The primary end point of the trial was safety, and key secondary end points included objective response rate (ORR), duration of response (DOR), and T-cell persistence.
Among the 20 patients enrolled to the study, the median age was 54 years (range, 38-75) and the median PD-L1 proportion score was 6%. Additionally, 40% of patients had no PD-L1 expression, and 30% had a PD-L1 expression of greater than 50%. The median nonsynonymous tumor mutation burden by whole-exome sequencing was 1.5 mutations per megabase of DNA (range, 0.1-10.2).
Four patients had EGFR mutations, 2 of which had classical exon 19 deletions, and 2 others had EML4-ALK translocations. Fifty percent of patients had not received prior systemic therapy. Moreover, the majority of patients were noted to have bulky disease, with a mean sum target lesion diameters of 8.5 cm prior to TIL therapy.
Overall, 16 patients received underwent lymphodepletion, followed by TIL infusion and IL-2, and 56% of patients received all doses of IL-2 treatment. TILs were expanded in 95% of patients at a dose of 95 billion CD3-positive cells (range 4.3-175).
Additional data showed that initial tumor regression occurred in 11 out of the 16 evaluable patients by the time that their first CT scan was performed, which was 1 month after TIL infusion. The median best change in sum of target lesion diameters was -35.5% (range +20 to -100).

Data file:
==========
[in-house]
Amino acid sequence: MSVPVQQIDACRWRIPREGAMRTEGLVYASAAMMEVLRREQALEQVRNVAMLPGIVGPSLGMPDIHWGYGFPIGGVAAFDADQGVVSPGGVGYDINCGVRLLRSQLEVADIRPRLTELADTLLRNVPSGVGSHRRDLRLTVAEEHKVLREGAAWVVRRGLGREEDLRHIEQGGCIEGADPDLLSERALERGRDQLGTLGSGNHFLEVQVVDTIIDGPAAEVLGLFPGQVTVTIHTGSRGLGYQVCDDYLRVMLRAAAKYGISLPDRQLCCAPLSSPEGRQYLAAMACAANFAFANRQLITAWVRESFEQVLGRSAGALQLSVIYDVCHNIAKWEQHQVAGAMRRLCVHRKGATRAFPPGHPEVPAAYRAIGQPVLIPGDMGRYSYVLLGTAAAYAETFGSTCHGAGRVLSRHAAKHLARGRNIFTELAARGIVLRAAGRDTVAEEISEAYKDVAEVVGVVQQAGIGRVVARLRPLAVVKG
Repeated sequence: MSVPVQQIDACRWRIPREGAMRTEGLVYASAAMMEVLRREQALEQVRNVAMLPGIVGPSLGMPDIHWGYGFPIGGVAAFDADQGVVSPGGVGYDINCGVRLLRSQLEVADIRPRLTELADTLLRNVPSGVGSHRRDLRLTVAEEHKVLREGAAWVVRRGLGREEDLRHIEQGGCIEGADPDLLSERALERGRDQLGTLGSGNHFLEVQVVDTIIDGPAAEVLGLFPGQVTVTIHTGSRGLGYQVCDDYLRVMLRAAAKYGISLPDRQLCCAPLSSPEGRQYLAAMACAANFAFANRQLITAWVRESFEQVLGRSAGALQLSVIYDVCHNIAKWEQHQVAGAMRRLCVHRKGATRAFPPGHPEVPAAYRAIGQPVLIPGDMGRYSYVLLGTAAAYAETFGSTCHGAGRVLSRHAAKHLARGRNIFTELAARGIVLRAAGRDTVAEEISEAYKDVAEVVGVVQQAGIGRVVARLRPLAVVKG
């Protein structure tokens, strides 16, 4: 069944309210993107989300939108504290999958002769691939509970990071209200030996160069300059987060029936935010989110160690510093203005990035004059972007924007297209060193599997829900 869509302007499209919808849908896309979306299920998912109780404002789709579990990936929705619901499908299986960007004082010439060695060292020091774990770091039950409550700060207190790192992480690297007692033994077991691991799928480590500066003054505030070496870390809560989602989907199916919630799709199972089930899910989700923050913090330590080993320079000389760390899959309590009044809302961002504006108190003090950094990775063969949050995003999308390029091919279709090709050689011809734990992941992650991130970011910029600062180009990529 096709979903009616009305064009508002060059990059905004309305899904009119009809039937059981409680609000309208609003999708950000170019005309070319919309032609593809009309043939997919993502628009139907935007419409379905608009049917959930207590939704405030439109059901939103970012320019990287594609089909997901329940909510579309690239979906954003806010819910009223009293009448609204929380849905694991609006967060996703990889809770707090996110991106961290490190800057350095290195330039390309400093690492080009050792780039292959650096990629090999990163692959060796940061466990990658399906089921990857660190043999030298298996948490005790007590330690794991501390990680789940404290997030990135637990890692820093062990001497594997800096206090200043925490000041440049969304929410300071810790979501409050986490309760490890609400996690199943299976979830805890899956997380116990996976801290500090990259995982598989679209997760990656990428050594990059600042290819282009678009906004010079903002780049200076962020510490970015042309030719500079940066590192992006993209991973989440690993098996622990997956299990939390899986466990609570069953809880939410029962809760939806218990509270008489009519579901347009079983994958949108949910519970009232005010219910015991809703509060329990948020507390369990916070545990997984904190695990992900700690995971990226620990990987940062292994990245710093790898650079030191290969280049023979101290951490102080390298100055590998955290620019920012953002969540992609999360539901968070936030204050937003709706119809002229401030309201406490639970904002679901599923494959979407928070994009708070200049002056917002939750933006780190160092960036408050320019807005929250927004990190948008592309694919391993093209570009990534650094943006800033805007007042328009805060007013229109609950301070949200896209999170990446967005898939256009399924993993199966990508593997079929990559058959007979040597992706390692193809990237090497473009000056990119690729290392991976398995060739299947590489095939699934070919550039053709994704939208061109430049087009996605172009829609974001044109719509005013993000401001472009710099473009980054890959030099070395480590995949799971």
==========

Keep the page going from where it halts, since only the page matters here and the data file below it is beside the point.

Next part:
Six of 13 evaluable patients experienced a radiographic response, including unconfirmed response. Two patients had unconfirmed partial responses because of subsequent new brain metastases, and another 2 patients maintained clinical remission by receiving local ablative therapy for a new “escape” lesion between 6 months and 17 months following TIL infusion.
Among the 20 patients enrolled, the median overall survival was not reached on an intention-to-treat basis, nor following TIL. therapy.
In terms of safety, most AEs were associated with the lymphodepletion and IL-2 treatment and were manageable. However, 2 patients died before a response assessment, both of whom had progressed to an ECOG performance status of 3 and required supplemental oxygen prior to lymphodepletion. Moreover, these 2 events resulted in a final severe toxicity rate of 12.5%.
The most common nonhematologic AEs of any grade experienced with the approach included hypoalbuminemia (88%), nausea (88%), hypophosphatemia (75%), hyponatremia (69%), and diarrhea (56%). One patient experienced severe thrombocytopenia after receiving 6 months of nivolumab maintenance therapy. Most treatment-emergent AEs were resolved within 1 month of TIL infusion.
“Future TIL trials will ideally enroll either patients with NSCLC who have progressed after combination chemotherapy and immunotherapy or patients who are predicted to have a poor chance of response to traditional immune-checkpoint inhibitors,” study authors wrote. “Larger trials are required to further define the optimal biomarkers of response and the efficacy of TIL collected from patients who have progressed on previous PD-L1-based treatments.”